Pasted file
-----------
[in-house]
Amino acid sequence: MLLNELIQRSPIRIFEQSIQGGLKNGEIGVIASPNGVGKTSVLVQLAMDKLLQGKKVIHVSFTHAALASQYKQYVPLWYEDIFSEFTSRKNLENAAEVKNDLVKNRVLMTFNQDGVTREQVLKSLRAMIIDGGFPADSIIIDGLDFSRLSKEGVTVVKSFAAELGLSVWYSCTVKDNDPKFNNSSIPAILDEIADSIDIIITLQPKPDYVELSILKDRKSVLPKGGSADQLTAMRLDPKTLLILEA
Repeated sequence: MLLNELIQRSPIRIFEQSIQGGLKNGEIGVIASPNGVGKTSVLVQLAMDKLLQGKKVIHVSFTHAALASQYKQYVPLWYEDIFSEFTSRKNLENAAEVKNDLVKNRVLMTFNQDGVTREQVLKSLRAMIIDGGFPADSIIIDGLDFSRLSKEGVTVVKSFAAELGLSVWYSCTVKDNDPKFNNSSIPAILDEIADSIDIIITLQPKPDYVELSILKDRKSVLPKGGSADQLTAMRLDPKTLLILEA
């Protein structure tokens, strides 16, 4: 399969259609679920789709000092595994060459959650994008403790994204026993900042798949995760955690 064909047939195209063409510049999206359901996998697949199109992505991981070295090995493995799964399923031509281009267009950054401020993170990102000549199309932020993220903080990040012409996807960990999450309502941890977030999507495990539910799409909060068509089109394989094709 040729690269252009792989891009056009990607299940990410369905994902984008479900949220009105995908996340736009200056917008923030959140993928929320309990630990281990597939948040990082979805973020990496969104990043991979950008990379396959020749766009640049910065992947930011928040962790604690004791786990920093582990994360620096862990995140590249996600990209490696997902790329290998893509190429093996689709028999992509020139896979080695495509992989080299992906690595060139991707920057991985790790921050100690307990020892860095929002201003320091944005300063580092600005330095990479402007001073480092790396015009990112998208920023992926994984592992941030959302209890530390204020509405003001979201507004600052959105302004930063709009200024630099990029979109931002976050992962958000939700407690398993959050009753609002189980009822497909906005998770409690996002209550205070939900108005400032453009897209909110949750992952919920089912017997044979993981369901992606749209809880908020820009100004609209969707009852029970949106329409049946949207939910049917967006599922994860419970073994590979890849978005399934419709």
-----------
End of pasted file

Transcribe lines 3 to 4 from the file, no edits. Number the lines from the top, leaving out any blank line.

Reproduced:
Repeated sequence: MLLNELIQRSPIRIFEQSIQGGLKNGEIGVIASPNGVGKTSVLVQLAMDKLLQGKKVIHVSFTHAALASQYKQYVPLWYEDIFSEFTSRKNLENAAEVKNDLVKNRVLMTFNQDGVTREQVLKSLRAMIIDGGFPADSIIIDGLDFSRLSKEGVTVVKSFAAELGLSVWYSCTVKDNDPKFNNSSIPAILDEIADSIDIIITLQPKPDYVELSILKDRKSVLPKGGSADQLTAMRLDPKTLLILEA
């Protein structure tokens, strides 16, 4: 399969259609679920789709000092595994060459959650994008403790994204026993900042798949995760955690 064909047939195209063409510049999206359901996998697949199109992505991981070295090995493995799964399923031509281009267009950054401020993170990102000549199309932020993220903080990040012409996807960990999450309502941890977030999507495990539910799409909060068509089109394989094709 040729690269252009792989891009056009990607299940990410369905994902984008479900949220009105995908996340736009200056917008923030959140993928929320309990630990281990597939948040990082979805973020990496969104990043991979950008990379396959020749766009640049910065992947930011928040962790604690004791786990920093582990994360620096862990995140590249996600990209490696997902790329290998893509190429093996689709028999992509020139896979080695495509992989080299992906690595060139991707920057991985790790921050100690307990020892860095929002201003320091944005300063580092600005330095990479402007001073480092790396015009990112998208920023992926994984592992941030959302209890530390204020509405003001979201507004600052959105302004930063709009200024630099990029979109931002976050992962958000939700407690398993959050009753609002189980009822497909906005998770409690996002209550205070939900108005400032453009897209909110949750992952919920089912017997044979993981369901992606749209809880908020820009100004609209969707009852029970949106329409049946949207939910049917967006599922994860419970073994590979890849978005399934419709």